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A Good Security Response

March 26, 2013
I'm glad Evernote acted quickly and decisively with this incident.

I’m glad Evernote acted quickly and decisively with this incident.

Security will become more and more important in the future, at least in my mind. As we become more interconnected and dependent on digital services, if the level of fraud and security failures do not fall, many people will hesitate to use these services. I think certificates will be the future of digital security, but until we get better support for managing them built into all our OSes, I’m not sure we’ll move beyond passwords. I do think we need to move past passwords, but we’re stuck with them for now.

Recently Evernote had a security breach and they forced all users to reset their passwords. It was slightly annoying, but it was a comforting response for me. Two week after the incident I had to change the password on my iPad, which I rarely use. It was ironic since I was working on this particular piece when I reset my password.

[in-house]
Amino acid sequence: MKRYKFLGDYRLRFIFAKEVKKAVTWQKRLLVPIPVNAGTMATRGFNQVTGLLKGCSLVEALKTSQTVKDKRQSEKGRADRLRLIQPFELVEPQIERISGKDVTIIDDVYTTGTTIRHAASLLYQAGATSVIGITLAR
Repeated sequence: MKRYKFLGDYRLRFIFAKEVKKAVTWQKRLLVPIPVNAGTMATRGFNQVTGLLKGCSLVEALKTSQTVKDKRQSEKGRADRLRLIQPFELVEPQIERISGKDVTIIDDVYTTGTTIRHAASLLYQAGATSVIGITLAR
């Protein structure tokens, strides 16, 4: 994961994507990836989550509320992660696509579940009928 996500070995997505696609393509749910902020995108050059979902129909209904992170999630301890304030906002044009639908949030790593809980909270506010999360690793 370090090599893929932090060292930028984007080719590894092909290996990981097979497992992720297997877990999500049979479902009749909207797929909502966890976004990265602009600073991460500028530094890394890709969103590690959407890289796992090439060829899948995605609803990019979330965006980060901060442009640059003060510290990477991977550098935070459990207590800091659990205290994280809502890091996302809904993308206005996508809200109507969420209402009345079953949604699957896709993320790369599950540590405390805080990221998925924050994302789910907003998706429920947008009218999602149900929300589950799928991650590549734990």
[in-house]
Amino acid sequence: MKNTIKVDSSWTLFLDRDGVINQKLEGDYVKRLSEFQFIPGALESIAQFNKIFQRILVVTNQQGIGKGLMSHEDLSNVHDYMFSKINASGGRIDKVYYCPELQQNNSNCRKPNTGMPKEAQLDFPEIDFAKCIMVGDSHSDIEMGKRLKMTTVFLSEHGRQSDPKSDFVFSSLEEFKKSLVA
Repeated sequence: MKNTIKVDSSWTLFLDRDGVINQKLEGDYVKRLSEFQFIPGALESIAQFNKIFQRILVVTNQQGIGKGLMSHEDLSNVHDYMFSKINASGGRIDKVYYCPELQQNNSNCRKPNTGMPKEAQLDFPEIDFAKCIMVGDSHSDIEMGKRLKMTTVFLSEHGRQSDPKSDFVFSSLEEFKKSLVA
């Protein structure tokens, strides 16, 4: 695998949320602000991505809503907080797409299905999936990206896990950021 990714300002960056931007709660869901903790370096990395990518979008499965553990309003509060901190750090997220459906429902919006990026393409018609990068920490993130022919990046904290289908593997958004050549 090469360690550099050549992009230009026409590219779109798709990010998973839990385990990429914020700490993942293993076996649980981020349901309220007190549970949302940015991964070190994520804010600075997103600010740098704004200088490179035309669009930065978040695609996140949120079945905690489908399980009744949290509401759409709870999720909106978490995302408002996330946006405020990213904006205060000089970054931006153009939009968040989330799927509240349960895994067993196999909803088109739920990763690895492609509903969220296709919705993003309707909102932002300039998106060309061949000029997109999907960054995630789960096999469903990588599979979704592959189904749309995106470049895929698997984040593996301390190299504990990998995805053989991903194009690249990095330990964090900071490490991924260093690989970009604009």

I wasn’t the only one that thought this was a good response. In this article from Enterprise Security, a number of security professionals praised the way Evernote handled this incident. They note that Evernote had implemented good security practices (from what we know) and notified people immediately. I certainly appreciate Evernote moving quickly on this and am glad I had to deal with the annoying password change. I don’t use the same password on other sites, and this was a good reminder to me that I shouldn’t. It also served as a reminder to tell my family to do the same thing.

I’m not sure any company I’ve worked for would handle things this way. I haven’t had many security incidents at my previous employers, but I know in one case we were told not to disclose anything and fix issues. I’d like to think that most companies would disclose this, and I do think they should, but most wouldn’t. These things happen, just like break-ins happen in physical buildings. Companies should accept that, diagnose the issues, repair them, and move on. Customers will understand the problem and remediation steps. What customers don’t understand, or accept, is a company failing to inform them. Or failing to improve security when they know there are issues.

Steve Jones


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